Wankel - I don't think my reputation as someone who displays his cars on his fridge door is completely deserved but....
I do only have 5 cars (out of 60-odd) that have no magnets. Quite often the faster cars do acquire a bit of extra magnetism, but usually only to keep the front end pinned down a bit over my Classic track bumps. With the forthcoming magnetless 4 hour race at Wrexham in mind, I took the magnet out of my brand new GT1-98 for a bit of practice, whereupon it made a series of urgent appointments with the bedroom wall, nothing to do with me forgetting about the corners, more to do with the car leaving the slot about 2/3rds of the way along the straights and ignoring the corners altogether...
The bolides of Moo aren't so magged-up as to give much away on a long straight, I would like to think, and I voted for 'slow in, fast out' on the poll!
So to sum up,....er...yes it is deserved...sort of. Bah!
Can I throw another parameter into the equation? (similar to a prawn on the barbie, but more chewy)?
I find that it depends on the radius of the curve as to whether I slow in and fast out or just keep at the same speed.
At Farnham, (Surrey, England, Europe) we habe a sharp 180 hairpin, that on the inside lane it is definitely slow in, slew round, floor it, whereas on the outer lane of four you can just relax the throttle a bit and get round in one piece.
With an SCX Audi R8 with the screws relaxed slightly or the F1 Jag the inside lane is the only one I relax he throttle at all on.
To be on the safe side it it worth slwoing down a bit going in just in case soemone goes in too fast and then you can take avoiding action!!
It's been so long since I started this..what was the question?
Ah.., yes. Err... well, it just happened, really. Nothing I could do. Well, except take my foot of the brake and roll backwards before it rolled. Or not have been going quite so fast in the first place.
To cut a long story short, I rolled a Peugeot 406 hire car on to its roof late last night on a quiet, very dark Scottish Borders country road. I'm fine, thanks for asking. Car's not so good.
The funny (well, perhaps not the correct word) thing is that I threw away two race wins with just two laps to go last week at Liphook by rolling in a right hander. Difference last night is I wasn't even going that fast (about 30mph at the time of going up the bank) let alone racing.
Problem was, not only was the corner was way tighter than expected, the earth bank on the outside started relatively shallow (good thing), but got steeper as it went around (bad thing). I stopped less than a car's length off the road with only minor scraping to the front spoiler.
Then the nose slid about a metre down the bank. Then the wheels hit the road, which was when, using that bit of momentum gained sliding down the bank, she rolled, ever so slowly, onto her side. Thence, being a curvy sided Peugeot, on to her roof. All very sedate.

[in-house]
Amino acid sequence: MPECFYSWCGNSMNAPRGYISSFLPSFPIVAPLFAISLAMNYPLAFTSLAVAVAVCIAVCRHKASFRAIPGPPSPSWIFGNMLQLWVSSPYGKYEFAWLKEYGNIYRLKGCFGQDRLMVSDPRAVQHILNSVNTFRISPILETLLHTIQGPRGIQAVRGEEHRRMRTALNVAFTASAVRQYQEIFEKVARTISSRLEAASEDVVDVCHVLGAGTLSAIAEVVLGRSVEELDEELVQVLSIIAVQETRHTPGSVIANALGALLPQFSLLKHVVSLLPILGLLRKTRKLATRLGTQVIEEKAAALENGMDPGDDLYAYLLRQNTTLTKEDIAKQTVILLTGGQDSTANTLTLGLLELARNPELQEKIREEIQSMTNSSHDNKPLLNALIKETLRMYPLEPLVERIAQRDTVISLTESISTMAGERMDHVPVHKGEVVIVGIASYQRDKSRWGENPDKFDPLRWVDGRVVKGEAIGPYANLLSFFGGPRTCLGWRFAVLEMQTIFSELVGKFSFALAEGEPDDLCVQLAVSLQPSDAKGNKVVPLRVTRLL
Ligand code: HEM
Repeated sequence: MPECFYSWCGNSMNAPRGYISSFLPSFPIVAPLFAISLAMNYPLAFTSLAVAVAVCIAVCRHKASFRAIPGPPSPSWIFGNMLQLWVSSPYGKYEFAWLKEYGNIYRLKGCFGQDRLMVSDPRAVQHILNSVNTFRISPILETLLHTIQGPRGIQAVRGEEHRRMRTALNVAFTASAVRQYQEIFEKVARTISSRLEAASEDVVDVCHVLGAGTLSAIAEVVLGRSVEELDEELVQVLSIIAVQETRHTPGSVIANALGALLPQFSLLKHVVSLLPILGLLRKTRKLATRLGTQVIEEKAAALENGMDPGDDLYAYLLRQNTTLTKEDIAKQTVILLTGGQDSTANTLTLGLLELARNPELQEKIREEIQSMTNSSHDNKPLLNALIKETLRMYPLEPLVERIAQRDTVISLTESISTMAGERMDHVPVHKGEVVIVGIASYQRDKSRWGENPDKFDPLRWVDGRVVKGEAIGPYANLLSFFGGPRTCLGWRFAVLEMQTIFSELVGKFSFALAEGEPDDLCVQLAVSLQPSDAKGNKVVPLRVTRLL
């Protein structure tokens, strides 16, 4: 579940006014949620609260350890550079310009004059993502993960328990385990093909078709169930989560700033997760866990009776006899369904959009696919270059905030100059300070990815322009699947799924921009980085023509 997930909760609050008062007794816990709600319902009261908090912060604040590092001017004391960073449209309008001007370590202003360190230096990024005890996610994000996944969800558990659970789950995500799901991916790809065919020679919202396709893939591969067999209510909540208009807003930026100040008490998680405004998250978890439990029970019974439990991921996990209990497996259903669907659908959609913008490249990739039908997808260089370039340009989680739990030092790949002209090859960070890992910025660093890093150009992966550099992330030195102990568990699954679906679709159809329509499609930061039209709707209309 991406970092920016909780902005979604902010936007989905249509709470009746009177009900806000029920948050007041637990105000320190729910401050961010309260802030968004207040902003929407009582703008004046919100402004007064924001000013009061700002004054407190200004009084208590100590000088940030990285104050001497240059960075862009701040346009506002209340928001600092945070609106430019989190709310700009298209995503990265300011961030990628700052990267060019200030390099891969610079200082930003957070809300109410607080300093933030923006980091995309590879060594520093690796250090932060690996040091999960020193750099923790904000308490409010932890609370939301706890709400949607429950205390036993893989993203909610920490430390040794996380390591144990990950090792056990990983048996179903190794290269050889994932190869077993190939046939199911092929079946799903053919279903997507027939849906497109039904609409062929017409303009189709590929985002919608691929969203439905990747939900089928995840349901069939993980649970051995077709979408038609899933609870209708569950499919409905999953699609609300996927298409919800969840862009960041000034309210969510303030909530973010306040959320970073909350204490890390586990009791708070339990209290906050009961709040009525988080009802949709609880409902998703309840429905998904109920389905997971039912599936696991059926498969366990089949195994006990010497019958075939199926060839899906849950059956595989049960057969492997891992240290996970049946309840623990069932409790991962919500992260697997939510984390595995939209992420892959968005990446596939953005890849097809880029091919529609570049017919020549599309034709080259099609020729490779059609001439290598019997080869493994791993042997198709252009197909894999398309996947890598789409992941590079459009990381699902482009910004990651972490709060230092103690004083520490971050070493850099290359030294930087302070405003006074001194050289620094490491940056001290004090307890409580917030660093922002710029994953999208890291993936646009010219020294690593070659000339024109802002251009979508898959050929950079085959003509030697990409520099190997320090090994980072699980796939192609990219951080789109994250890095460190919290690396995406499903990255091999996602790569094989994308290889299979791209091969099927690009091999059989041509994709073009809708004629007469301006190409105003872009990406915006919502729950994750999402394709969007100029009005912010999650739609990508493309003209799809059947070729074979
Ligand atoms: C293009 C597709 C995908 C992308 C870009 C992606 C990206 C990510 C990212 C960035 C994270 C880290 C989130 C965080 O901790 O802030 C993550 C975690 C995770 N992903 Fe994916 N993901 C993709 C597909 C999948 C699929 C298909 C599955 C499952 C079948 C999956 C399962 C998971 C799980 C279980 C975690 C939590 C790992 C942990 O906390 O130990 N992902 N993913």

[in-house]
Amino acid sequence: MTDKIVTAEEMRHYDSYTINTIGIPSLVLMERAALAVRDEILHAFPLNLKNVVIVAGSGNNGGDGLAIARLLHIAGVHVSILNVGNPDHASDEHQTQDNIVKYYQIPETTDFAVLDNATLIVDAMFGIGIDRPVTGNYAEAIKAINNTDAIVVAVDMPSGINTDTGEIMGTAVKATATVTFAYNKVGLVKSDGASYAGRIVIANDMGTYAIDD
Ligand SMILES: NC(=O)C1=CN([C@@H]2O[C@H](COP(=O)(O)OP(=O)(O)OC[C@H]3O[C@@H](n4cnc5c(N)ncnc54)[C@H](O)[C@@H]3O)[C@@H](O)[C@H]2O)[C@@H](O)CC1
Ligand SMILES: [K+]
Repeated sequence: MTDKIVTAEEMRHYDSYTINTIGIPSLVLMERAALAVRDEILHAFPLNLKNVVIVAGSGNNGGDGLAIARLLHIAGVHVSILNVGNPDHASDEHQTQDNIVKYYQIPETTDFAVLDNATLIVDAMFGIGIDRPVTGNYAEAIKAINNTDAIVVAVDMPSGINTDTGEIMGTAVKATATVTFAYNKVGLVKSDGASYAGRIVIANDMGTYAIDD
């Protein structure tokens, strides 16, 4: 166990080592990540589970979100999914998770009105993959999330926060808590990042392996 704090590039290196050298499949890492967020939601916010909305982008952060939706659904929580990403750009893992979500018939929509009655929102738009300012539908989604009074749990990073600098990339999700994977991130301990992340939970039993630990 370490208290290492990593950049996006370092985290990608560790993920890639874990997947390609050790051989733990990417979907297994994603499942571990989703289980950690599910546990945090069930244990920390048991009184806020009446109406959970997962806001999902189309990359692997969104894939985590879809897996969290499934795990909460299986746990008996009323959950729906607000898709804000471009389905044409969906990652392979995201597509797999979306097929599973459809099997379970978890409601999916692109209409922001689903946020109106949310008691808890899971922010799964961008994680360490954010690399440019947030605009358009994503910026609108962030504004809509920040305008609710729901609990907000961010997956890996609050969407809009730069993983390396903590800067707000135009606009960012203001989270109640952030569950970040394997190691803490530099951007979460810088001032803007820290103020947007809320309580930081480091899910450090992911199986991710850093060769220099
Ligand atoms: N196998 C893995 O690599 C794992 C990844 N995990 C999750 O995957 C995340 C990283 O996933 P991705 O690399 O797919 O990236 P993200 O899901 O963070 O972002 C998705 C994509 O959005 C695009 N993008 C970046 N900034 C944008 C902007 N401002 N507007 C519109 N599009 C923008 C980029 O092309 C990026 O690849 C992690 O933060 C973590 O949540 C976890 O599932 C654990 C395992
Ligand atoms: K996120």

Having never been upside down in car before I sat (well, hung actually) for a moment to take in the view, then released the belt and got out. Quite quickly.
Loads of "if onlys" as with every accident, but at the end of the day it must be my fault as I was the only one in the car (although the lack of a few pre-emptive reflective warning signs was a contributory factor. Locals and Police telling you, "this has always been a bad bend" offers little solice once your car's upside down). Aside for some inconvenience I'm fine, which is the main thing. Cars, despite the emotional links we have to them, are just bits of metal and plastic and very easily replaced.
Oh yes, the other big difference to my offs at Liphook was that the nice man at the hire company gave me another car this morning. My slot car retailer didn't offer to replace the minutes old, but now scratched Speedbird. Ouch!
Well - the topic of this post is about braking, so i thought i'd put my question here:
How does it work?
I can see the difference of having scalextrix brakes and none, since one of my controllers had a faulty conection resulting in no brakes, resulting in the cars taking a lot longer to slow down.
But how does the third wire connected to the controller make the cars brake, when the cars can only see whats on 2 rails????? Why do the cars brake instead of free wheeling? Why do they free-wheel without that wire????????????????
Confused and appreciative of some kind of theory,
(oh and in answer to the topics question, i am a newish scalextric driver, but am experimenting with braking into the curve and gradually accellerating out... hmm need more practice)
When the controller is in the brake position you have a dead short across the motor (but hopefully not across the track!). Whenever your car is moving the motor is generating a back EMF. If the car is under power that back EMF is actually pushing back at the power supply and increasing the motor's effective resistance (of maybe reducing the actual voltage). When the car is rolling with the power off and the motor is not shorted the motor is acting as a generator, but there is no place for the current to go although there is voltage. As soon as you short the motor is is actually doing some work, which causes an electrical drag and slows the car down a lot faster than just the mechanical drag would.
We generally race Ninco F1's and other Ninco cars so I guess deep into the corner and hard on the gas on the way out. I try not to get too much slideing happening as it is too slow. With cars like the Ninco Mercedes CLK it is fun going in really deep and sliding into the corner and letting it straighten on the exit and come out hard again. Works better on scaelextric track, especially sport as Ninco track can cause the back end to bounce a bit when you try accelerating from standard radius and inner curves. Nothing more annoying than popping a motor out of its mount in the middle of a race.
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